Batting tee drills can used for more than just working on your swing.
One of my sons was having trouble reading the outside pitch.
Even with two strikes on him he would take a called third strike on the outside corner of the plate.
I think he was 11 or 12 at the time.
We would talk about it after the game and he swore the pitch was outside.
It happened more then a couple of times, and I asked him if he thought every umpire made the same mistake?
I then sat behind home plate and videoed all of his at bats. No more arguing, seeing was believing. At that point he recognized that the pitches were strikes.
But he still couldn’t read the outside pitches, so the problem wasn’t solved.
At our practices we would often throw batting practice to the boys.
Probably the best way to teach a player the strike zone would be to throw pitches to them on the inside and outside corners.
But even with a L screen we would have to get so close to the batter, that it just did not work out.
Our aim wasn’t that good.
After talking it over with one of my assistant coaches, we came up with a drill to help him read the outside pitches using the batting tee.
We measured how far he stood away from home plate, which was 6 inches. Home plate is 17 inches wide.
So we set the tee so that the ball was 24 inches away from him. We added an inch just to make sure we had the outside pitch covered well.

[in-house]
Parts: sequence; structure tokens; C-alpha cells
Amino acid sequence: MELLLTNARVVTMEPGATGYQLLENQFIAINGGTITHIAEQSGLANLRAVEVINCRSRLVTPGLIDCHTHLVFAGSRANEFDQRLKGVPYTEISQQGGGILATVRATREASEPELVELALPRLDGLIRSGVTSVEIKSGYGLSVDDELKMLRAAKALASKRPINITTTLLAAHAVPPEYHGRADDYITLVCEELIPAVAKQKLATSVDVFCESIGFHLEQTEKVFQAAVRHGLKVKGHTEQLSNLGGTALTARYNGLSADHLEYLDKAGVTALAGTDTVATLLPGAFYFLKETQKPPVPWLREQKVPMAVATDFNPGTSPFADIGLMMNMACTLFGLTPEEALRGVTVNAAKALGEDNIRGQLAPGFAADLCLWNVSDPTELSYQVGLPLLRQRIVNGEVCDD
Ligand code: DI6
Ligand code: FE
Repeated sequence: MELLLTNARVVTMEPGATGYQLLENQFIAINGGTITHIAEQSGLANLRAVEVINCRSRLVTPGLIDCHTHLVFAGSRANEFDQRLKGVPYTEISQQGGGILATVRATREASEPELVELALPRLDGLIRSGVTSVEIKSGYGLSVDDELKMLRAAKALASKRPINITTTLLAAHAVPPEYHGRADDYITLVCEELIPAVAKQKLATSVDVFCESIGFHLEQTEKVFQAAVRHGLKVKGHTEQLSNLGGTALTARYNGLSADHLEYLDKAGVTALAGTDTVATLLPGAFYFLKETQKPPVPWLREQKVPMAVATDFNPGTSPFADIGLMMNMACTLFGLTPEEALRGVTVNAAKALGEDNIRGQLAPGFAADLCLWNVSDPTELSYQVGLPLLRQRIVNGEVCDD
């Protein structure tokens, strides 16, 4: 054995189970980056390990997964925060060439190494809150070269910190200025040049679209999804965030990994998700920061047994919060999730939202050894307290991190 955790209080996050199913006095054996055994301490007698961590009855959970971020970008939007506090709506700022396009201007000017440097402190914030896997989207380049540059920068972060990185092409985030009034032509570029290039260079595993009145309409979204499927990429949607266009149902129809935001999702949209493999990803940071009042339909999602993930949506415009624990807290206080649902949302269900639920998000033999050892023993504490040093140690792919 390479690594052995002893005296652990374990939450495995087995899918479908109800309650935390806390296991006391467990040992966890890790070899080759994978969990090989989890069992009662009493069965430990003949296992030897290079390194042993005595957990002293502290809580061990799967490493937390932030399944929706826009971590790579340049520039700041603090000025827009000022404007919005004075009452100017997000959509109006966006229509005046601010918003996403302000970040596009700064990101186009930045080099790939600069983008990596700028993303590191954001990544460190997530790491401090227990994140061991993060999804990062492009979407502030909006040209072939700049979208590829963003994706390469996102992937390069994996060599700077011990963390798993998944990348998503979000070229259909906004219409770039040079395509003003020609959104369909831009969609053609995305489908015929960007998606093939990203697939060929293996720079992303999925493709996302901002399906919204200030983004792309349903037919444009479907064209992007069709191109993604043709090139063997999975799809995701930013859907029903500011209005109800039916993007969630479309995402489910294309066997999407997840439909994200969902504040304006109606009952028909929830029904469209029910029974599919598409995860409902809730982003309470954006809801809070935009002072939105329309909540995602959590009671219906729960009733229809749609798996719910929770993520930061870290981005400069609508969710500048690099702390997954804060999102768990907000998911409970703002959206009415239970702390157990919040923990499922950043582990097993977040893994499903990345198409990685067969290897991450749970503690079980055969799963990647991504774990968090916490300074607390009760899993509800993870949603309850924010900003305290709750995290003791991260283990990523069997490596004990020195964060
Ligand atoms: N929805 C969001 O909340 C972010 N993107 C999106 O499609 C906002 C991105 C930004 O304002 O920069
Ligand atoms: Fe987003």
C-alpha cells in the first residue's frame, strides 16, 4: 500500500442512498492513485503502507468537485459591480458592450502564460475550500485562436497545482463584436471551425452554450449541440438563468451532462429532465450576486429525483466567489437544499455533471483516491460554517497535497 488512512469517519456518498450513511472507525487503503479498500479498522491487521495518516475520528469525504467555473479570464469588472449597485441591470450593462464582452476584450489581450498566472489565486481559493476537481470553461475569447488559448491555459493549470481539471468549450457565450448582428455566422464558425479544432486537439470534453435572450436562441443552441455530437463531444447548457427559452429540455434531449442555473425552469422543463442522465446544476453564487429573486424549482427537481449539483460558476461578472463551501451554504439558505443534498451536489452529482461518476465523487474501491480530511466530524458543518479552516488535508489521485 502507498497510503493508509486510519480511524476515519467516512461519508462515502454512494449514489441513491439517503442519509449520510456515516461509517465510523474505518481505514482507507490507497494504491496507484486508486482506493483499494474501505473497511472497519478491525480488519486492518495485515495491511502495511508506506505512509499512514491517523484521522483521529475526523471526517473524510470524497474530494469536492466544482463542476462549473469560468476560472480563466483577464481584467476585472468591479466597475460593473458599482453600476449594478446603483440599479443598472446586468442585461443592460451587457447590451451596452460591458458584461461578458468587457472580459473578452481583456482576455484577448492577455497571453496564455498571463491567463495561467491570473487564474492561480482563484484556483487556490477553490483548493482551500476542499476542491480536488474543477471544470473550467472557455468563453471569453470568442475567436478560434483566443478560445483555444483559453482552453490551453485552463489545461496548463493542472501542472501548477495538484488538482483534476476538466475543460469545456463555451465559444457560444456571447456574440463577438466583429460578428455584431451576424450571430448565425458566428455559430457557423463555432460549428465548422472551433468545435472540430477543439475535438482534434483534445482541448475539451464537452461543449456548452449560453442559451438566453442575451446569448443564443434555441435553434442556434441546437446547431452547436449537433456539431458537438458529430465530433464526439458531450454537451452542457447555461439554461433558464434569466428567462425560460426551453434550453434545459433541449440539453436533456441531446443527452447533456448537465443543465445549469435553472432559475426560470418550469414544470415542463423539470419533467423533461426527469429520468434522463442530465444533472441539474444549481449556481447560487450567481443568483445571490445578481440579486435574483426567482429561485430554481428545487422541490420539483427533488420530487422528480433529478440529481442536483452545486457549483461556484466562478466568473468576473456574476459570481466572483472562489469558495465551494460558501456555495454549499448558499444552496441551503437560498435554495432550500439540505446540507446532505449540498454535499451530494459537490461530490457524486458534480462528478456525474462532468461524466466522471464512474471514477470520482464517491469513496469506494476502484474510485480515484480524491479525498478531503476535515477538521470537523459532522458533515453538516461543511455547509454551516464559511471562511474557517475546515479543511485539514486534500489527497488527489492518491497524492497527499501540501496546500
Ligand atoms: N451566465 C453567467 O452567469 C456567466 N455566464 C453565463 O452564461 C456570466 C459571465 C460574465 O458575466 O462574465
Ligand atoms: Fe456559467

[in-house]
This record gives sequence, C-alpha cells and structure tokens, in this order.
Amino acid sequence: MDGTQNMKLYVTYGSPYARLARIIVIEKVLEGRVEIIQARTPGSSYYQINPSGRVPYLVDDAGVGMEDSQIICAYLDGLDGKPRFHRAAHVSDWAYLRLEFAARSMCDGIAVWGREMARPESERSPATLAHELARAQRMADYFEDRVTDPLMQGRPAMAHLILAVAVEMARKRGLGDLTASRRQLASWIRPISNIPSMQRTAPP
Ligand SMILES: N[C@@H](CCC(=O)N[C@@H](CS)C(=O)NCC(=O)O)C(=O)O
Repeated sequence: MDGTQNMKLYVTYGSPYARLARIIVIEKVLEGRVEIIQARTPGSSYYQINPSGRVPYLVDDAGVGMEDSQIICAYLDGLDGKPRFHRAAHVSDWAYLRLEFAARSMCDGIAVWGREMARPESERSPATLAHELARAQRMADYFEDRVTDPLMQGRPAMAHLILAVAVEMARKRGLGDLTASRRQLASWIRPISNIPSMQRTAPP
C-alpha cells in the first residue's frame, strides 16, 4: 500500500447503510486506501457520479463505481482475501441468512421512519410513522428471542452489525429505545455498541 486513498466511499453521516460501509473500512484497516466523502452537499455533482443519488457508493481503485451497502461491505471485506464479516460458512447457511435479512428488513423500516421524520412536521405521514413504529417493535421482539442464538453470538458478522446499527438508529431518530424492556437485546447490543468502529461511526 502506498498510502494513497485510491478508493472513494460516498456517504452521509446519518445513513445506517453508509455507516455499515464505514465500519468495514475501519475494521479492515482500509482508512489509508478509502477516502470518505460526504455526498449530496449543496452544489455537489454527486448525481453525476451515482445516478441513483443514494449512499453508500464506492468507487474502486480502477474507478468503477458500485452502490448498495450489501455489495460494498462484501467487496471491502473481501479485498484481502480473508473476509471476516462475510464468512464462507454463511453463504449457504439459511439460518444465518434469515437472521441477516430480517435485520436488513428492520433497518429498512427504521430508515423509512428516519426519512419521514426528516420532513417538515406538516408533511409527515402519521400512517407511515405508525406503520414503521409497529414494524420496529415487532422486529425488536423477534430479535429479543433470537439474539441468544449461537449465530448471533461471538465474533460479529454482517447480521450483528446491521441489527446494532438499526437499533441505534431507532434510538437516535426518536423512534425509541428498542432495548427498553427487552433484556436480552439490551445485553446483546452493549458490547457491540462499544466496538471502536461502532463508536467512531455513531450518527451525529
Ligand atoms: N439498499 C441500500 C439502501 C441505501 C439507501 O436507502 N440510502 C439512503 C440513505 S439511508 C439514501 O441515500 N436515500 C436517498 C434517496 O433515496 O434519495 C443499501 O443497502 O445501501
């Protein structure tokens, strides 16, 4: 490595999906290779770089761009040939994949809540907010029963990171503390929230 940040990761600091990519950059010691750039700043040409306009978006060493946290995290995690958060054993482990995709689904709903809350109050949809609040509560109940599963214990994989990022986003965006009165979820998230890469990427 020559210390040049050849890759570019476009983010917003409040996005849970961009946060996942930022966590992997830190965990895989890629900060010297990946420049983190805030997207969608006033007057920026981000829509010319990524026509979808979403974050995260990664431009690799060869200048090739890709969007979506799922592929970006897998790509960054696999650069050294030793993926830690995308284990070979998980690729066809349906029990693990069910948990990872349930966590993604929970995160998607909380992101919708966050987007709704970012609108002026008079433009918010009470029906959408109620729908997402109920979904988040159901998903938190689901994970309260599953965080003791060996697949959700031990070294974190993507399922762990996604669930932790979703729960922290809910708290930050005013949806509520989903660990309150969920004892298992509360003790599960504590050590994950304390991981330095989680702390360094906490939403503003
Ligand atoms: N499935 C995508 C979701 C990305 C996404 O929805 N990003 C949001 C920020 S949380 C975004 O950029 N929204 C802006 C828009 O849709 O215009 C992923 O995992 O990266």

We were all surprised at how quickly this batting tee practice paid off.
Granted, it takes a pretty good pitcher at the age of 12 to hit the outside corner, but in the past it sure seemed to happen to us a lot.
Now the boys were taking swings at that pitch and putting it into play.
It’s pretty easy to figure that you have a much better chance getting on base by putting the ball into play rather than taking a called third strike.
The batting tee is one of the best batting aids you can use. We expanded the above drill to include inside pitches, and low and high pitches.
The tee we were using at the time would not go down enough to get down to the bottom of the strike zone, but we lowered it as low as it would go.
And that was close to where it needed to be, so it worked OK.
Just like all aspects of hitting, this was a practice drill that the players needed to do often.
So every few practices we would set up a station for one hitter, and we showed one of the dads where to place the tee. We then would send one hitter over at a time, and continue our normal practice with the others.
Our boys were seeing the strike zone so much better after we started using this drill. And this allowed us to talk and work with the boys on situational hitting.
If you have no strikes on you, you want to lay off that low outside pitch. You now know it is a strike, but it’s not the one you want to swing at unless you have 2 strikes on you.
Knowing the strike zone is such a big key for a batter and like I said above, it allows a coach to start working on other aspects of hitting.
We actually got the boys to start waiting on that outside pitch and they began hitting the baseball with some power to the opposite field.
By using the batting tee as a hitting aid, we were able to turn a negative, not knowing the strike zone, into a positive, hitting the baseball to the opposite field with power.
As our son got older he continued to do this drill on his own.
That is when you know a drill works, when they practice it without being told.